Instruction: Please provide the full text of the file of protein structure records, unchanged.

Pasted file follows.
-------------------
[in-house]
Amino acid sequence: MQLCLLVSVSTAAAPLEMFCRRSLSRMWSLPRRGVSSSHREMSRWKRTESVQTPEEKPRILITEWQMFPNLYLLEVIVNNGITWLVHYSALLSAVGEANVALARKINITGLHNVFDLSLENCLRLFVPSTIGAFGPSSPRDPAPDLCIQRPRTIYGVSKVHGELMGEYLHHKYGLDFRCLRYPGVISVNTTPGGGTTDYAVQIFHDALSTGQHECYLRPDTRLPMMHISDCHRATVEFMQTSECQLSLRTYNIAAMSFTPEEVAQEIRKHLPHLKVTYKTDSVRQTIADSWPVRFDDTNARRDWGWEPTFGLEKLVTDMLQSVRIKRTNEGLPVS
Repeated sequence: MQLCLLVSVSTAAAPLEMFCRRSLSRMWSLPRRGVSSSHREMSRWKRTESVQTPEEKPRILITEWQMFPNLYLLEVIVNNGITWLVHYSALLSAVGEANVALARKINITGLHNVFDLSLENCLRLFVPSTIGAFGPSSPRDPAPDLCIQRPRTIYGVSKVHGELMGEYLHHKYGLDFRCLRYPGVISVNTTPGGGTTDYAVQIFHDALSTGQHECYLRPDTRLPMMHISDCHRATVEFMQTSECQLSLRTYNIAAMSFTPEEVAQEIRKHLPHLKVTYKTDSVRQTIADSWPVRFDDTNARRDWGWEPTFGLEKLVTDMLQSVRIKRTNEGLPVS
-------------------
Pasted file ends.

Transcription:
[in-house]
Amino acid sequence: MQLCLLVSVSTAAAPLEMFCRRSLSRMWSLPRRGVSSSHREMSRWKRTESVQTPEEKPRILITEWQMFPNLYLLEVIVNNGITWLVHYSALLSAVGEANVALARKINITGLHNVFDLSLENCLRLFVPSTIGAFGPSSPRDPAPDLCIQRPRTIYGVSKVHGELMGEYLHHKYGLDFRCLRYPGVISVNTTPGGGTTDYAVQIFHDALSTGQHECYLRPDTRLPMMHISDCHRATVEFMQTSECQLSLRTYNIAAMSFTPEEVAQEIRKHLPHLKVTYKTDSVRQTIADSWPVRFDDTNARRDWGWEPTFGLEKLVTDMLQSVRIKRTNEGLPVS
Repeated sequence: MQLCLLVSVSTAAAPLEMFCRRSLSRMWSLPRRGVSSSHREMSRWKRTESVQTPEEKPRILITEWQMFPNLYLLEVIVNNGITWLVHYSALLSAVGEANVALARKINITGLHNVFDLSLENCLRLFVPSTIGAFGPSSPRDPAPDLCIQRPRTIYGVSKVHGELMGEYLHHKYGLDFRCLRYPGVISVNTTPGGGTTDYAVQIFHDALSTGQHECYLRPDTRLPMMHISDCHRATVEFMQTSECQLSLRTYNIAAMSFTPEEVAQEIRKHLPHLKVTYKTDSVRQTIADSWPVRFDDTNARRDWGWEPTFGLEKLVTDMLQSVRIKRTNEGLPVS